TORONTO - Jody cried when he heard the news about Magic Johnson, first from sadness then afterwards admitted to a feeling of elation.
He was 40 years old at the time, paper-thin skinny, droopy eyed, living on assistance and dying of AIDS. He had made the walk on that now famous day from Casey House to the office of PWA (Toronto People With Aids), everyone in his small but troubled world with some kind of connection to AIDS, talking about the Magic Johnson announcement.
“I know this sounds terrible, but in my world, most people I talked to today are thrilled that Magic is HIV positive. I mean, really thrilled. They think it’s fantastic,” he said back then. “You don’t know how hard it is. Admitting it. Saying you’re HIV positive. Going public. Everyone I know went through a period of denial. I had three tests before I admitted it and I still didn’t believe it until I got sick.
“But Magic stood up and said he was going to do something about it. He said he was going to keep on living. No one has ever said before.”
No one had ever said that before and no one had ever done it: Twenty years later, miraculously, impossibly, Earvin (Magic) Johnson is very much alive. He was Superman on the basketball court and for a disease that is supposed to equate to a life sentence, he has been Superman off the court as well. It was rare for any man to beat HIV, but it helps when you’re an all-world physical specimen, when you have unlimited resources and access to the best physicians and most experimental of drugs.
“God couldn’t have picked a more perfect spokesman for AIDS," Jody said in 1991. “What a figure he can be. I know that’s what so many of us are hoping for.”
Outside Casey House that November day, the place that June Callwood built, there were at least 10 people on the porch, all of them seemed to be smiling. “On a cold day,” said Jody, “you’d never see anybody outside. It was almost, like, magic. They were all smiling. It was like a signal.”
A rare day of reflection and community for those suffering with HIV.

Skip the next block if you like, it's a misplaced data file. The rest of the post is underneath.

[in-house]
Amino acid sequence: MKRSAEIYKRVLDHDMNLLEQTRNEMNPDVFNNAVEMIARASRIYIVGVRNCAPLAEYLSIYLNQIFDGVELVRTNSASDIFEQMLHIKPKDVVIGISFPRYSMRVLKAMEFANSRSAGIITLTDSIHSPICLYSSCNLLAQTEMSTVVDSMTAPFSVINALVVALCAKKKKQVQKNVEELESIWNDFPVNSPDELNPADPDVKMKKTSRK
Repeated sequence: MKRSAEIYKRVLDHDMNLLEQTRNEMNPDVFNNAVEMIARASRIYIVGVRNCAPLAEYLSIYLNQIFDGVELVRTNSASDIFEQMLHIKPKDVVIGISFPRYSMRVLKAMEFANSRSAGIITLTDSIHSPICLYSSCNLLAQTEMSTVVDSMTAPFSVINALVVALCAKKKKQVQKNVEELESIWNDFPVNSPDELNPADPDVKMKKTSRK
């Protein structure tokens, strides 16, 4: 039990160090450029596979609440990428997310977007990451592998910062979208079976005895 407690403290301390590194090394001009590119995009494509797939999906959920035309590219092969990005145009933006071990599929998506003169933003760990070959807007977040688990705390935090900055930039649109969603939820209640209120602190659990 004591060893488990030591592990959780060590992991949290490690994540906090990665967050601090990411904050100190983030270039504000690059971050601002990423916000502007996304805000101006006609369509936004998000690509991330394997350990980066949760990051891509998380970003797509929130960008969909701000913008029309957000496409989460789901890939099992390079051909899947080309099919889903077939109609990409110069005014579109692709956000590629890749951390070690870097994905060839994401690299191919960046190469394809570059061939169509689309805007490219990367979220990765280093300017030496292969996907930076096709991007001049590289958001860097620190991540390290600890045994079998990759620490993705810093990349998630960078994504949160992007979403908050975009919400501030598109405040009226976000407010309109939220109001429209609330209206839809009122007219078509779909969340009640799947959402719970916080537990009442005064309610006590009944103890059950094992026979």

“You don’t understand what it’s like," Jody said. “It’s like having leprosy. You’re treated like you’re a leper. I don’t think there are many people being more mistreated than AIDS victims. People won’t even look you in the face. It’s like you don’t exist.
“I kept thinking, 'If Magic can make this acceptable, what a gift that would be.' I’ve talked to a lot of others (AIDS victims) and they’re thinking the same thing. That’s what we’re hoping for. I hope this will cause the lessening of the discrimination. It’s a tragedy for him. But for AIDS, I can’t think of anything better that could happen. Imagine the kind of money he should be able to generate for the disease. I can’t think of anyone else who could generate this kind of money. As I understand it, they’re getting much better drugs but they’re still in the development stages. You need a lot of money to make a difference.
“But even more important, Magic will get people talking about AIDS. The more people talk about a problem, the better things will get. You could even see how different it was today. I saw more people wearing Lakers’ clothes. It was like it was a tribute to Magic. People were showing their support. That was uplifting."
The basketball star and entrepreneur, Magic Johnson, has been a living symbol for HIV but the disease has not gone away. In North America, the United Nations statistics show that HIV and AIDS is on the decline, albeit not significantly. The same cannot be said of other places, primarily African nations, where AIDS is considered either epidemic or pandemic: More than 22 million people are afflicted with AIDS in Africa. That tragedy continues on long after Johnson brought a North American face and name to HIV.
Somehow he is still alive and well at the age of 52, with his engaging signature smile, his face regularly on television, his name household and admired and with his HIV never turning to AIDS. His health is seemingly fine. Consider him one of he lucky ones. My older brother, Jody, didn’t get the chance to live to 52. Three years and three months after the Magic Johnson announcement, what was left of him succumbed at the young age of 43.